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Where Is This Away You Speak Of?

Where <em>Is</em> This Away You Speak Of?

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Contemplating Our Throw Away Culture

It’s been a while as I have been distracted by various projects. If I seem to be veering a bit from my usual health and healing topics, allow me to assure you that truly I am not. What impacts the Earth, impacts every being on the Earth. This health and healing impact includes humans, despite the dominant culture living outside of this wisdom for quite a long time. I invite you to step back into this Earth Centered Wisdom.

Many years ago, I wrote a Co-op newsletter article on reducing our household garbage production. This was back when our newsletters were actual paper copies and US Postal mailed to Co-op members. The article is somewhere on a floppy disk and if I could revive it, I would. Interestingly, I feel the ability to prevent garbage creation has become harder over the years: packaging, throw away products, etc.

What stirred this revisiting of “away” was looking at an Instagram account I follow. This account displays homes from around Europe. I love looking at the way European homes, that have been around a long time; are designed, decorated, and furnished. The kitchens seem to be more about practical and usable, over the long haul, than our US made homes that seem to require updating every decade or so to remain in some semblance of domestic “fashion.” Cooking appliances in these longstanding European homes look like sturdy relics that have stood the test of time, a long time, as opposed to our modern, planned-obsolescence appliances that need updating to match the current, cultural kitchen fashion. I think of my approximately 15-year-old cook stove, out of commission for over a week now, as I continue to cook on the wood stove. Will the part needed for repair be available? Will the part and repair job be so expensive that purchasing a new stove would have been cheaper?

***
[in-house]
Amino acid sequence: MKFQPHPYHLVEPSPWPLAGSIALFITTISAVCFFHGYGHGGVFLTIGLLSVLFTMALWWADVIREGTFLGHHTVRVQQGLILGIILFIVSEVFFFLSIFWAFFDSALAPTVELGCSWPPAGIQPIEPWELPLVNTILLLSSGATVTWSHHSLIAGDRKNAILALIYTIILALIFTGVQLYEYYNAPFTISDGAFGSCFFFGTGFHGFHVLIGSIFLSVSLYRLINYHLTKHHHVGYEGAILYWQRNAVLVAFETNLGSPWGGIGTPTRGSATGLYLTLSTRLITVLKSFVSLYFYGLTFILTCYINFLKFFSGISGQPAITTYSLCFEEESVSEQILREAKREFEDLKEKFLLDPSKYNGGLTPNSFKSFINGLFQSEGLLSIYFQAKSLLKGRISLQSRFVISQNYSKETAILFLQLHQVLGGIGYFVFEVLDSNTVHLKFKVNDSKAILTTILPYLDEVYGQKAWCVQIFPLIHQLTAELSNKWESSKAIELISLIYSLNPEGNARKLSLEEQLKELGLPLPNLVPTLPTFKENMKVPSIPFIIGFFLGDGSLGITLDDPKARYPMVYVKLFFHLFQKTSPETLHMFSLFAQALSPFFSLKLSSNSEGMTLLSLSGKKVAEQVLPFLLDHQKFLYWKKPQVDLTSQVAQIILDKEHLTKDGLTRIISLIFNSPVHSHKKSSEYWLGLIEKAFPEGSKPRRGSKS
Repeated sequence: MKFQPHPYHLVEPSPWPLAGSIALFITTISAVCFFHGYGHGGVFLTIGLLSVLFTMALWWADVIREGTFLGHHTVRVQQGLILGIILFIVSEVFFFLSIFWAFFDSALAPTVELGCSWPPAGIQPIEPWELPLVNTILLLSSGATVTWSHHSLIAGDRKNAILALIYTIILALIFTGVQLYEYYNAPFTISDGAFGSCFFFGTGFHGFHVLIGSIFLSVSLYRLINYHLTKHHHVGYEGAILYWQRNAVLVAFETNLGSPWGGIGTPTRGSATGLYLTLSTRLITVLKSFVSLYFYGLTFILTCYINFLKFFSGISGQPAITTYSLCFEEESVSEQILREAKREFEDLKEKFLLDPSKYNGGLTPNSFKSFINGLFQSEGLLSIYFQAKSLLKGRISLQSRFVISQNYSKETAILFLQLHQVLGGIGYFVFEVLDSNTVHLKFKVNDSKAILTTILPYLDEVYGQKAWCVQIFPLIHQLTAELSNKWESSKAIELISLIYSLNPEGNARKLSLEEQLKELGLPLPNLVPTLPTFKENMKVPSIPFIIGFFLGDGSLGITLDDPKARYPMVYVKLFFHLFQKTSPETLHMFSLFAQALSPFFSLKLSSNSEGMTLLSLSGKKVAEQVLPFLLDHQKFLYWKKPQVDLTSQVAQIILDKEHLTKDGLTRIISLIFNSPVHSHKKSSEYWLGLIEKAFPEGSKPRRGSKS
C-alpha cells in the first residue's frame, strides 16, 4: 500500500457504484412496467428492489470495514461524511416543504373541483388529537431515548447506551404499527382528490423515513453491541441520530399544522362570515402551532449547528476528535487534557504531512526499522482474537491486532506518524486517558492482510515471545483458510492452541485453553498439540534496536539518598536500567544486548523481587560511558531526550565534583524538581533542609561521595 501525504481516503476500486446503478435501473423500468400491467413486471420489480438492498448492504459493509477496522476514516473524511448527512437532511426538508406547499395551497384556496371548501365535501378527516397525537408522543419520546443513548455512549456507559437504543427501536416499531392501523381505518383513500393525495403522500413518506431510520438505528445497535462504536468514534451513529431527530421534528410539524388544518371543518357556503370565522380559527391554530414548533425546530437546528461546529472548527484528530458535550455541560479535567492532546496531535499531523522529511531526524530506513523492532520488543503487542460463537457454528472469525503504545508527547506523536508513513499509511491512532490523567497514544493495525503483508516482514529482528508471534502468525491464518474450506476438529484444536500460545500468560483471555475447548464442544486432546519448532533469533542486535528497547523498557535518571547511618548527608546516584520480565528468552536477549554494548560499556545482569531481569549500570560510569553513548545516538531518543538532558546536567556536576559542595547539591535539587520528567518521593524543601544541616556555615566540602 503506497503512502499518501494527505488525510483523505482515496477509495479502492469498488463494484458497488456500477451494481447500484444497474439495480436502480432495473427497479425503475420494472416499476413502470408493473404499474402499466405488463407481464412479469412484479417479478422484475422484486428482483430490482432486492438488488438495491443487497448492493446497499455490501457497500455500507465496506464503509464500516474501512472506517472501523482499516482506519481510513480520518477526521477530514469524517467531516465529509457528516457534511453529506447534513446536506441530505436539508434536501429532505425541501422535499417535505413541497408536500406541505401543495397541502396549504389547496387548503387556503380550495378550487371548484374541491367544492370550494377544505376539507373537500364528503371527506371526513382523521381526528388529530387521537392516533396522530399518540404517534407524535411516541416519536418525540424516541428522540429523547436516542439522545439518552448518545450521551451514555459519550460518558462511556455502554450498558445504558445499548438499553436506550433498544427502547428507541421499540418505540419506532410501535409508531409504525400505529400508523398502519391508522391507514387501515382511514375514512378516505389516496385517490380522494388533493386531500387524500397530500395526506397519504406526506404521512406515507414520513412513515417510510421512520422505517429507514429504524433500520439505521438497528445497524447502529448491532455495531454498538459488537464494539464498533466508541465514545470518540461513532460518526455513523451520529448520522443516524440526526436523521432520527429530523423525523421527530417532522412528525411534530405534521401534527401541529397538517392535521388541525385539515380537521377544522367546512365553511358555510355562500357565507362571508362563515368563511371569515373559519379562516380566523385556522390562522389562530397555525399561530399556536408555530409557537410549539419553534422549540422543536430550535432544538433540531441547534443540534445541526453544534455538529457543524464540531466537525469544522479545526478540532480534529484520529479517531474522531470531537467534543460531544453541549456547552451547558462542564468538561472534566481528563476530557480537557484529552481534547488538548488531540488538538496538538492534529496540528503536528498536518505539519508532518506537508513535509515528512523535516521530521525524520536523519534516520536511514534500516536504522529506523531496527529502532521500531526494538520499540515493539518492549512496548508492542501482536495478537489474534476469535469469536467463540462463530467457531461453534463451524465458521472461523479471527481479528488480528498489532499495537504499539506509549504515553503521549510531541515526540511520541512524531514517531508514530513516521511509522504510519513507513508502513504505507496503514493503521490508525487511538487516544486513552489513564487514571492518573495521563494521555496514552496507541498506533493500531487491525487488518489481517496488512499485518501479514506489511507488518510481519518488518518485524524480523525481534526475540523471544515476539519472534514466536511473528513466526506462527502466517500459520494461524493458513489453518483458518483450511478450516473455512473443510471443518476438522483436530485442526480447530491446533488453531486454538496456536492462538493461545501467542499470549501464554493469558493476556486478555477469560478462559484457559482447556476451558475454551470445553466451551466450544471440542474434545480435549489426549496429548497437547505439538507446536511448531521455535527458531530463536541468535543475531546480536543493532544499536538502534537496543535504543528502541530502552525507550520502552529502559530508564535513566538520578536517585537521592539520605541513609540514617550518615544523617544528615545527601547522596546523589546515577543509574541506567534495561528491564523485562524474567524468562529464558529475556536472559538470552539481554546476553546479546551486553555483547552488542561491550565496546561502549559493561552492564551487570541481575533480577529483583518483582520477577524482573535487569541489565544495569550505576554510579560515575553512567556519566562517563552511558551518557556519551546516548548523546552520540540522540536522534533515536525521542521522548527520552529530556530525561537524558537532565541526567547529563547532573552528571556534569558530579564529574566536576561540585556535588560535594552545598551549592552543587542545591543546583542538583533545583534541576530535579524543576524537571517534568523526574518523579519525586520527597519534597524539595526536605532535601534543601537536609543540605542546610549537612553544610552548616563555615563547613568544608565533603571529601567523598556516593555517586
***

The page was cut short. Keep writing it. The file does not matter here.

Rein it in Paula… what is your point?

I have been contemplating our throw away culture and wondering how many people actually think about this idea of throw away? Where is this elusive ‘away.’

For decades we have dug deep holes, garbage dumps, throwing our unwanted items down into and in time rolling soil over it to bury it all. That has proven to be a soil and ground water disaster.

We have dragged garbage out into the middle of the great, blue ocean and literally just dumped it. Did we consider that this garbage would not just disappear, never to wash up on our shores?

We transport our technology waste to foreign countries and dump it into their lakes.

We haul garbage to incinerators and burn it up but do we really know the impacts on the air we breathe, how it rains back down to the Earth and impacts soil and water?

Am I being grim? I try to be on top of offering solutions to health concerns, individual and collective. Garbage production is a huge health concern for all of the Earth and quite frankly, there is no “away.”